A new high quality scan has been developed with the ability to identify foetal abnormalities a regular ultrasound might not pick up

An international team of researchers have created a scan which captures the clearest images to date of a foetus. Developed by researchers and clinicians at iFind – a project granted an Innovative Engineering for Health Award of £10 million funded by the Wellcome Trust and the Engineering and Physical Sciences Research Council (EPSRC) – it’s hoped the technology will allow for screening of foetal abnormalities on a regular basis.

According to Dr David Lloyd, clinical fellow working on the iFind project, only half of all congenital abnormalities are picked up by 20-week ultrasounds scans. The project hopes to change this with the development of new ‘computer-guided ultrasound technologies’, and by using state-of-the-art techniques in ultrasounds, MRI, robotics and computing, meaning more complications could be picked up earlier and even treated before baby is born. The researchers plan to develop the technology to include four probes that automatically move around the mother’s tummy to capture the best image.

Dr Lloyd said; “Taking pictures of a 20 week fetus while they’re still in the womb really isn’t that easy. For one thing, they’re very small. The fetal heart, for example, with all of its tiny chambers and valves, is only about 15mm long: less than the size of a penny. Ultrasound technology – used in all routine antenatal scans in the UK – is actually fairly good at visualising these tiny structures. It uses very high frequency sound waves which are reflected back (“echo”) from the structures inside the body to produce an image. In foetal ultrasound, the images produced can be excellent; but unfortunately that’s not true for every patient. Importantly, it is also one of the few imaging techniques that is safe to use in pregnancy.”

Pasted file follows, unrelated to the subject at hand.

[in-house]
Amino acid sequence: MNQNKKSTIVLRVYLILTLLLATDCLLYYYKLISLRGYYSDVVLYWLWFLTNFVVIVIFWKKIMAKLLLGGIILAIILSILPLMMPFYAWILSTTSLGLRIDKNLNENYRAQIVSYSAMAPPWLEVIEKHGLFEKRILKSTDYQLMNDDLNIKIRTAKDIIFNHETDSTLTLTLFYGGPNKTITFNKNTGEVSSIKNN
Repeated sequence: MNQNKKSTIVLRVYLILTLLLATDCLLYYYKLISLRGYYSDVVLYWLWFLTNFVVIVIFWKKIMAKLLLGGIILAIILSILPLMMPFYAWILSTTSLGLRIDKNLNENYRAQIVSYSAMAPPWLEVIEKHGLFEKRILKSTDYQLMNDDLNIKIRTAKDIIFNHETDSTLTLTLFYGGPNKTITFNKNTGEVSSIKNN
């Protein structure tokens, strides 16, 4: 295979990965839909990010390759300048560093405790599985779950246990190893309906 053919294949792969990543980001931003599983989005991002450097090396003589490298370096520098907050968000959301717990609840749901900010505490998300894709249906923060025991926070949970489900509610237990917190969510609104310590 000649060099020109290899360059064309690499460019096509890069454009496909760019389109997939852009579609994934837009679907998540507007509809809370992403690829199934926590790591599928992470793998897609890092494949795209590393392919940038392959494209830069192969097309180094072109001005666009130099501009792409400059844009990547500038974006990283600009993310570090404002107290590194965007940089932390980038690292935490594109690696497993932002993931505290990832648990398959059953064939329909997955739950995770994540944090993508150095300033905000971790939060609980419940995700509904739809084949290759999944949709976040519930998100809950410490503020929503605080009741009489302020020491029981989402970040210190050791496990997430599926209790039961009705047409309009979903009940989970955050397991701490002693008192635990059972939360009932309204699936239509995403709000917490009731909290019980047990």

In a conventional ultrasound, rapid movement from baby would prevent the doctor from taking a clear picture; whereas the new scanner uses computer algorithms to automatically correct small foetal movements, therefore producing a much sharper image. The team behind the new scan technology are from Kings College London, St Thomas’ Hospital, Imperial College London, University of Firenze, the Hospital for Sick Children in Toronto and Philips Healthcare.

The team recorded a short video of the scan, taken during a London trial on an anonymous mum-to-be. The clip was given to parenting site ChannelMum.com; take a look…

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